The US Department of Justice acting against publishers and Apple working under an Agency model seems iffy. Can you count something as price-fixing, if that <em>is</em> the industry standard costing (though not yet discussing publisher inefficiencies in acting in the digital environment), and this, versus an otherwise predatory pricing scheme?
The joke of this legal action is—and perhaps, this may yet be a saving grace for the publishers involved—that while ebook prices are up (to the consumer), the publisher’s profits (on each ebook copy sold) are actually down. That’s because Amazon was classically involved in predatory pricing under the previous Wholesaler model. Amazon was making around a $5 loss on every e-copy they sold, in order to cement their Kindle platform. That is perfectly understood. Amazon bought under a fixed price of $15 (which went straight to the publisher), but under-charged consumers (“damaging” the overall market). Under Agency, where the publisher <em>continues</em> to charge $15, it is now straight to the consumer, the <em>publishers</em> lose $5 to Apple/Amazon/etc, acting only as their agents.
Is that a defence? That they have always charged the same, and are losing more money now. Is “price-fixing” only concerned with the price to the consumer? The DOJ seems to be looking only at the price to consumers, and not the underlying economics of the holistic picture…
However, even given this loss (a likely defence), there is still an issue here, regarding the ‘favoured nation’ clauses made with distributors (eg: Apple), made to guarantee them (both) a benchmark figure from which to negotiate sales deals, via the public consciousness of relative ebook worth (and that’s one of the prevailing fears in book publishing, that the consumer may lose their understanding of a e/book’s cost, on the back of Amazonian predatory pricing! But, did consumers ever really “get” that? —Or indeed, is it the consumer’s role to make the act of cognitive dissonance for them?) That is, publishers want to set a resistant price for ebooks in the public mind-share, to buffer their business against discounting.
Because their profit margin is still important. Whilst publishers are making less per copy sold, their overall profits are up (see recent earnings calls). That’s because, under Agency, per copy they may be making less than under the (predatory) Wholesale charges—a wholesaler figure originally designed to match the publisher’s share of profit for a print copy to a bricks and mortar store… however… that is <em>per copy.</em>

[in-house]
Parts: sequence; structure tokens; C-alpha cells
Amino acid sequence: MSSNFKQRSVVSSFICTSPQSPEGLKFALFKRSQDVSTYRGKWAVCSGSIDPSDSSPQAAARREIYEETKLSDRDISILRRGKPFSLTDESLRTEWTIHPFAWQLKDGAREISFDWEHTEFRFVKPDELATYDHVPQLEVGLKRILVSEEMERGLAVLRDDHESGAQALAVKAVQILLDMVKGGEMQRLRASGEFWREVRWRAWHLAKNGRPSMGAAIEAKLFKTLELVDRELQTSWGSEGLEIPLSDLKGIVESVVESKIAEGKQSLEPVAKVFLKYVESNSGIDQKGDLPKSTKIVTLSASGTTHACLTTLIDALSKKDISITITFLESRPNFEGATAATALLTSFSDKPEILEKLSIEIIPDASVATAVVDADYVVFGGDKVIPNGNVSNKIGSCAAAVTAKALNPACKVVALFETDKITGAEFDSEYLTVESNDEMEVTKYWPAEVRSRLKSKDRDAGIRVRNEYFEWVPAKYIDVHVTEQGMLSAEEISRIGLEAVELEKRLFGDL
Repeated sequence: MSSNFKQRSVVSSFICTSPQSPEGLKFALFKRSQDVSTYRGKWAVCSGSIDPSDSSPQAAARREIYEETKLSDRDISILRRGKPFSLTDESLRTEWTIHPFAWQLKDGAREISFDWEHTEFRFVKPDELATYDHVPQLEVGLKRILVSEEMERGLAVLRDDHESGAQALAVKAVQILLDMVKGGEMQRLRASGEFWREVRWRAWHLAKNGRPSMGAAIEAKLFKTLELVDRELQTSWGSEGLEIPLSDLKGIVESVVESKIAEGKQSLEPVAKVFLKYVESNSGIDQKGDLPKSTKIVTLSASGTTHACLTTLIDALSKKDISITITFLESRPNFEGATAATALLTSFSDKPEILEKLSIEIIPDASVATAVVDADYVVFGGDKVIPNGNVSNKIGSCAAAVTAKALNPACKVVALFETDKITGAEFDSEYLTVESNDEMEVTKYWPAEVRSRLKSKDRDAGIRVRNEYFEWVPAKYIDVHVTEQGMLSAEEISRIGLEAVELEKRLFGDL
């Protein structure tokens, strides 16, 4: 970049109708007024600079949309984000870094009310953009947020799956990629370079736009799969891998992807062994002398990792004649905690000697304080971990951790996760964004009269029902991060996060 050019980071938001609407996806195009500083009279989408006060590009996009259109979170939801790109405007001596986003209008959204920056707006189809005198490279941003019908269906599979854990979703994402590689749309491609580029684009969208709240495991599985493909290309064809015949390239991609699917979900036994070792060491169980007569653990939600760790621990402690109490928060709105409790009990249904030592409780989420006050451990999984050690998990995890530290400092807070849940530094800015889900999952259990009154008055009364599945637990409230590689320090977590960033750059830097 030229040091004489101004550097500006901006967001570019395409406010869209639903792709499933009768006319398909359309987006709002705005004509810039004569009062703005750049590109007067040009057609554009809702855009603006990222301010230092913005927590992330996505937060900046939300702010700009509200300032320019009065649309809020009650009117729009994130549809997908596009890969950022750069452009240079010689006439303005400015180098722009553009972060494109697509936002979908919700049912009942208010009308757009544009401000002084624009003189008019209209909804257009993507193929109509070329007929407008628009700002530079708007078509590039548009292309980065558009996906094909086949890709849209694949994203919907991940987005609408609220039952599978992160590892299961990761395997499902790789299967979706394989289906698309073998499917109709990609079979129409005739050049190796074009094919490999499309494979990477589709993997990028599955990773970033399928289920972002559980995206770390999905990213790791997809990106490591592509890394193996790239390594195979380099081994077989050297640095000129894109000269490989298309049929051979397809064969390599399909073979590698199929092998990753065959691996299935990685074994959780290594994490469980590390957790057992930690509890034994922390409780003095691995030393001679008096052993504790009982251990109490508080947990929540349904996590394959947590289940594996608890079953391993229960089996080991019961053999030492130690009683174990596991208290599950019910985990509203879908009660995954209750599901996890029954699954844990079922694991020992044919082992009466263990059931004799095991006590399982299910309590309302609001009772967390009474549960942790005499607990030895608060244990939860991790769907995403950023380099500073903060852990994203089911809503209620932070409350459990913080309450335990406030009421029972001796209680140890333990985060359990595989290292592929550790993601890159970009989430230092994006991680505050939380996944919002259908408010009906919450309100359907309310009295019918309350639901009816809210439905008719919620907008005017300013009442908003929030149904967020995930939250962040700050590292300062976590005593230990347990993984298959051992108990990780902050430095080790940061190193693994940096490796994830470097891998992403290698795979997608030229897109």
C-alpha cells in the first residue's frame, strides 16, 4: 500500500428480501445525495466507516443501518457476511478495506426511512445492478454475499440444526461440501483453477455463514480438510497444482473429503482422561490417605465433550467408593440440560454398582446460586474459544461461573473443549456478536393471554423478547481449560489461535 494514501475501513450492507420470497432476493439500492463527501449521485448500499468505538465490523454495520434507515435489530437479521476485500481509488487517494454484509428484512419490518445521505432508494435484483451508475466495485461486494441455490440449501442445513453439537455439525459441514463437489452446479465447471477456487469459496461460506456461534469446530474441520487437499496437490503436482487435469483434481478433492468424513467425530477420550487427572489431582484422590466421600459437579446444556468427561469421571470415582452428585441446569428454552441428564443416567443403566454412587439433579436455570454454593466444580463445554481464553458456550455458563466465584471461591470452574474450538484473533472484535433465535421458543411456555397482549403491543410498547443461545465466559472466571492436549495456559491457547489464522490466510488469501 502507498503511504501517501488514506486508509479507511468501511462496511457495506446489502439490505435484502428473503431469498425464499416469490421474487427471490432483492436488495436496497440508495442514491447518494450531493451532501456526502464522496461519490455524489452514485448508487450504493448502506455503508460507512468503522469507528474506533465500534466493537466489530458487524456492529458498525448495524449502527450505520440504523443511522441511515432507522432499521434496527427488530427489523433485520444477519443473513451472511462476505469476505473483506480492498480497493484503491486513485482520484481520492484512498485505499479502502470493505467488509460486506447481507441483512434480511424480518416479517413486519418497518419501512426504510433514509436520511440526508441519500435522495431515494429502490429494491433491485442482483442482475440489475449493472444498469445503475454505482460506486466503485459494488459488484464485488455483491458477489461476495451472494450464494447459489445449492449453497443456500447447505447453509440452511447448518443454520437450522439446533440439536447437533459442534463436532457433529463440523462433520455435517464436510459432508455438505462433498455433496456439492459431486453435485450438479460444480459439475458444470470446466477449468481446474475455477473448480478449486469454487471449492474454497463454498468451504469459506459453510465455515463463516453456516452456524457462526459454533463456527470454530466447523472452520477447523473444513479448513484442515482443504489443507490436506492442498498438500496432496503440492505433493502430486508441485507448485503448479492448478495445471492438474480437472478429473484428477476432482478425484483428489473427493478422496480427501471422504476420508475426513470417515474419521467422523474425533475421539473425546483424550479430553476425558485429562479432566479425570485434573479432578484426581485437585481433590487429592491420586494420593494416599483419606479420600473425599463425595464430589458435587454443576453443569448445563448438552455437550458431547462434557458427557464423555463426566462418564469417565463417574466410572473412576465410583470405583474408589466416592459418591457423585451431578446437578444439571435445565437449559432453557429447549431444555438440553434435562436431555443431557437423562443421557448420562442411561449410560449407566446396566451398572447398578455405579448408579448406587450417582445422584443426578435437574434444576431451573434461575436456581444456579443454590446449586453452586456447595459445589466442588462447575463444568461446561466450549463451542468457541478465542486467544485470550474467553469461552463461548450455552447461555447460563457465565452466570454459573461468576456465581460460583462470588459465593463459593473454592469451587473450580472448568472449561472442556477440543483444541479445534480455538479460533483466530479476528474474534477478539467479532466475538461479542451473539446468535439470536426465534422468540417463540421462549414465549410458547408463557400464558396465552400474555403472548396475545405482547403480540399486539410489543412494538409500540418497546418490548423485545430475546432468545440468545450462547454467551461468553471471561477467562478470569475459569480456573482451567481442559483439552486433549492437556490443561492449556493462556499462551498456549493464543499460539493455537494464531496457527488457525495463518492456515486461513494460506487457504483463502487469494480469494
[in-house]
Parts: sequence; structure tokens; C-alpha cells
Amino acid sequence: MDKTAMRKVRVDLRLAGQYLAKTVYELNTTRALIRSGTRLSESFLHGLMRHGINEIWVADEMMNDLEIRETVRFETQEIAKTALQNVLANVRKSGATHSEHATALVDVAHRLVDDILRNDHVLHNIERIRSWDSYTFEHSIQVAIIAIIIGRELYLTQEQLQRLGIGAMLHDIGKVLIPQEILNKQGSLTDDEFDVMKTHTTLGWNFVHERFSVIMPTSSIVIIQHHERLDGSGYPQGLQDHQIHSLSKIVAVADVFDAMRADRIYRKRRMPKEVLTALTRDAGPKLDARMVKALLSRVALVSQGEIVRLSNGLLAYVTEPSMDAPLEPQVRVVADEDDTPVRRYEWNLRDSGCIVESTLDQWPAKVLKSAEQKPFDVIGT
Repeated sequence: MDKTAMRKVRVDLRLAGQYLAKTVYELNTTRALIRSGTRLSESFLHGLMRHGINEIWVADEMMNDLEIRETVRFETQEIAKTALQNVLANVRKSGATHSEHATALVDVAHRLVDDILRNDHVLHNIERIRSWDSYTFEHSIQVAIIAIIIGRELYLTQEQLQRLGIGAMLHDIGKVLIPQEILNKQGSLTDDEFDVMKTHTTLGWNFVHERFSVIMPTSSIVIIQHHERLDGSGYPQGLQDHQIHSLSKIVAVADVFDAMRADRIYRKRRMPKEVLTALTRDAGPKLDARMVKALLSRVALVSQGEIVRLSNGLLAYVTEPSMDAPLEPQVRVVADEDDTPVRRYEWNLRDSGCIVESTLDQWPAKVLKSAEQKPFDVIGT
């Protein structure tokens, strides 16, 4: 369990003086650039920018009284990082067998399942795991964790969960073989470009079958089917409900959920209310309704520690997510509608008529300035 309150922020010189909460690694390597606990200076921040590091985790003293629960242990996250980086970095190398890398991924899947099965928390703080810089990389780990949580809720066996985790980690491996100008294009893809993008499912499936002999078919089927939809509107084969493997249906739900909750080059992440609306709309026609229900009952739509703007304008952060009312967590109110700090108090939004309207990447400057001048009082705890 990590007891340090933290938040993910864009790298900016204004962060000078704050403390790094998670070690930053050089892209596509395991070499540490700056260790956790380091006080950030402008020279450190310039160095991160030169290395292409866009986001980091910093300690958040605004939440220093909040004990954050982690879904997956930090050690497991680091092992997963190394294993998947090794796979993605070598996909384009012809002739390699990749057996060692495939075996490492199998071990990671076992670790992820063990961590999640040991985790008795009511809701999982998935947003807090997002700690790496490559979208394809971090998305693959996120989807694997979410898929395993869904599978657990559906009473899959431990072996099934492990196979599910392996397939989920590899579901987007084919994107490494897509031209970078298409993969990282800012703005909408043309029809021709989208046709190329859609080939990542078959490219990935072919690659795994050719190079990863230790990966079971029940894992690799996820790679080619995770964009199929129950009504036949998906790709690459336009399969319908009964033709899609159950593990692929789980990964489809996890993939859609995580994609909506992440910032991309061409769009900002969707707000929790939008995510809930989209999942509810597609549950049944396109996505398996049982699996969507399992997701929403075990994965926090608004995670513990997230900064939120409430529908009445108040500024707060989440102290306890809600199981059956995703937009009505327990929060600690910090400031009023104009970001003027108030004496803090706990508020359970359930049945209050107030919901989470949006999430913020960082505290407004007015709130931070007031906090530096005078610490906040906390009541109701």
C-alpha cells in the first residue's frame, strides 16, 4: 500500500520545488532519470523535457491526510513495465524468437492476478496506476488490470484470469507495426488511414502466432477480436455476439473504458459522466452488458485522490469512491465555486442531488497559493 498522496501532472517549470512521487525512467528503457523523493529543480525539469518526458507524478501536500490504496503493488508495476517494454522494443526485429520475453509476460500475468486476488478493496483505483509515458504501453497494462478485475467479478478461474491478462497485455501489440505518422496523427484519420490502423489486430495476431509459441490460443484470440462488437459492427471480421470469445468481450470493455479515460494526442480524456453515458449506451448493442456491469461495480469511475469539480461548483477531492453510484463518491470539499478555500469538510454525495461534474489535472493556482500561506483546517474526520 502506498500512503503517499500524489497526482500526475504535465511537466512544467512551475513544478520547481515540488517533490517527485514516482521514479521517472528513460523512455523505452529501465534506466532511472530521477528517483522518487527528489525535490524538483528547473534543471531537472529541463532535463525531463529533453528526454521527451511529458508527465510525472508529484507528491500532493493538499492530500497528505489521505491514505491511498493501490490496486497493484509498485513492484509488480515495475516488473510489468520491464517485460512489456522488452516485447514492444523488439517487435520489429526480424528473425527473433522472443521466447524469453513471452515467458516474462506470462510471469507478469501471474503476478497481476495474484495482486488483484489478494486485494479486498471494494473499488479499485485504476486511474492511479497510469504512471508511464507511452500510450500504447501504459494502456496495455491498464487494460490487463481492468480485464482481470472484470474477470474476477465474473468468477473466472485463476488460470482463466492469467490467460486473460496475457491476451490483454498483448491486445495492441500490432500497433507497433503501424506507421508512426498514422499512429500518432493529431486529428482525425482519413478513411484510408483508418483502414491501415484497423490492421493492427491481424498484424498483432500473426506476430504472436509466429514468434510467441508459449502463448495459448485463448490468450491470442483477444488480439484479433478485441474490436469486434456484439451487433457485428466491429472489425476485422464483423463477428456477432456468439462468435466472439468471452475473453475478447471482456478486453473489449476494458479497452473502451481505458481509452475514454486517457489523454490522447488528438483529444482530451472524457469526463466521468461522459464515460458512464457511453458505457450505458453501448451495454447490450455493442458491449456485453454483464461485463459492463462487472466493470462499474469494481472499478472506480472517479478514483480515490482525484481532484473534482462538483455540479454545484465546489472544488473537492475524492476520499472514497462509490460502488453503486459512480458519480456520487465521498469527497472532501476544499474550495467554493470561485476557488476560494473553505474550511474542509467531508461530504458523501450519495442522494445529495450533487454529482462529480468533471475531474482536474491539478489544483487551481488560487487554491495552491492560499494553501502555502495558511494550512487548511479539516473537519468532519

Traditional print has never been about “per copy,” not with the absurd levels of almost 50% returns from the bookshop, to the publisher, in return for cost; for the minuscule 6 months (at best!) of shelf life for a title, etc.
So their profits show that a $5 loss per copy—<em>selling-through</em> on each transaction, in fact translates to ~$2.50 over the balance of losing one whole copy of each print pair delivered.
This would seem to be a problem with their accounting (ha! “Problem”), where they accurately report profits, but not fully accounting for the defrayment of costs. If they were hoping to show this in comparison evidence to price-fixing allegations, perhaps it would do them better to be upfront, and to work their figures to “break even” with their profits from the last years of print, to more accurately price ebooks at points like $12-10 for the first 6 months, $9-10 the next year, and stepping it down over the long tail to a bottom of $3 indefinitely.
Whilst this would only be “breaking even” (traditionally, not a very popular business move) the likelihood is that a more attractive price point would attract more buyers (ironically, as Amazon has already learnt in its predation.) Thereby—using their own history of pricing at $15 to consumer (Agency) and to wholesaler (Wholesale), combined with matching profits based on sell-through—publishers would be able to control pricing, and still claim “innocence” (on the balance of acting as a responsible, business-aware company.)
Overall, neither side seem to be arguing a fair fight, it is true that Amazon is no one’s friend! But then, those “poor” publishers are actually doing better than they were before electronic publishing, via an obfuscation of their business practices.
Perhaps the real issue is, that both these activities suggest that the players are betting on what they consider to be a limited field. That is, Amazon is trying to snatch the market from the publishers, but the publishers themselves are focussed on an ever shrinking group of readers (shrinking in transitioning to ebooks), whilst if, playing together, perhaps they could grow the market for everyone?